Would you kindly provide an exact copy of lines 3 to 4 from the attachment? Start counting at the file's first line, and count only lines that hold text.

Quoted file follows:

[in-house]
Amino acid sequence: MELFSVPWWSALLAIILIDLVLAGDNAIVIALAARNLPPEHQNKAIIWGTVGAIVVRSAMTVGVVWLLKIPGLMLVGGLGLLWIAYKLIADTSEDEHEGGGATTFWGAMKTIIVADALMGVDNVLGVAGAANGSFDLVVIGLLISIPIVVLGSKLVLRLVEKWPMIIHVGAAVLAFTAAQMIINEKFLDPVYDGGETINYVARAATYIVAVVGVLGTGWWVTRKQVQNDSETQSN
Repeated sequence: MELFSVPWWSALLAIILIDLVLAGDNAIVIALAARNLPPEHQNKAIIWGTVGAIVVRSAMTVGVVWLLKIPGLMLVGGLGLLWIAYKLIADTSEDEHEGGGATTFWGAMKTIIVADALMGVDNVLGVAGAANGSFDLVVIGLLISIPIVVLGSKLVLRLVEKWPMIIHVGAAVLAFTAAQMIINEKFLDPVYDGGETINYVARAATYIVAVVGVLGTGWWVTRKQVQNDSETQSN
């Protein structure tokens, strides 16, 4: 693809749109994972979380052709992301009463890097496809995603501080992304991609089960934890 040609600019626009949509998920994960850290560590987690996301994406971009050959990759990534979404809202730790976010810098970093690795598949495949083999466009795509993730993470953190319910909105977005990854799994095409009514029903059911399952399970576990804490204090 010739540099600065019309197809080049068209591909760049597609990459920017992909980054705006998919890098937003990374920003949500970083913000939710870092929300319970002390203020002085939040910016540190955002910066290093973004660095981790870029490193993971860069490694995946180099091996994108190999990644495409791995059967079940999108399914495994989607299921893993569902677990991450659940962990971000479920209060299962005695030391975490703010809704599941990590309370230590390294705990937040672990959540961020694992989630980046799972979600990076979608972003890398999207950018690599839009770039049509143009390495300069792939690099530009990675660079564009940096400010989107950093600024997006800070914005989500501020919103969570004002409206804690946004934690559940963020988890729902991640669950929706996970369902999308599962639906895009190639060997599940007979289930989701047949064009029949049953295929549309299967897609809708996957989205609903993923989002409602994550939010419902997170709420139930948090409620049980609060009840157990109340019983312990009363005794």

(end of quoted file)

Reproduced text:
Repeated sequence: MELFSVPWWSALLAIILIDLVLAGDNAIVIALAARNLPPEHQNKAIIWGTVGAIVVRSAMTVGVVWLLKIPGLMLVGGLGLLWIAYKLIADTSEDEHEGGGATTFWGAMKTIIVADALMGVDNVLGVAGAANGSFDLVVIGLLISIPIVVLGSKLVLRLVEKWPMIIHVGAAVLAFTAAQMIINEKFLDPVYDGGETINYVARAATYIVAVVGVLGTGWWVTRKQVQNDSETQSN
């Protein structure tokens, strides 16, 4: 693809749109994972979380052709992301009463890097496809995603501080992304991609089960934890 040609600019626009949509998920994960850290560590987690996301994406971009050959990759990534979404809202730790976010810098970093690795598949495949083999466009795509993730993470953190319910909105977005990854799994095409009514029903059911399952399970576990804490204090 010739540099600065019309197809080049068209591909760049597609990459920017992909980054705006998919890098937003990374920003949500970083913000939710870092929300319970002390203020002085939040910016540190955002910066290093973004660095981790870029490193993971860069490694995946180099091996994108190999990644495409791995059967079940999108399914495994989607299921893993569902677990991450659940962990971000479920209060299962005695030391975490703010809704599941990590309370230590390294705990937040672990959540961020694992989630980046799972979600990076979608972003890398999207950018690599839009770039049509143009390495300069792939690099530009990675660079564009940096400010989107950093600024997006800070914005989500501020919103969570004002409206804690946004934690559940963020988890729902991640669950929706996970369902999308599962639906895009190639060997599940007979289930989701047949064009029949049953295929549309299967897609809708996957989205609903993923989002409602994550939010419902997170709420139930948090409620049980609060009840157990109340019983312990009363005794």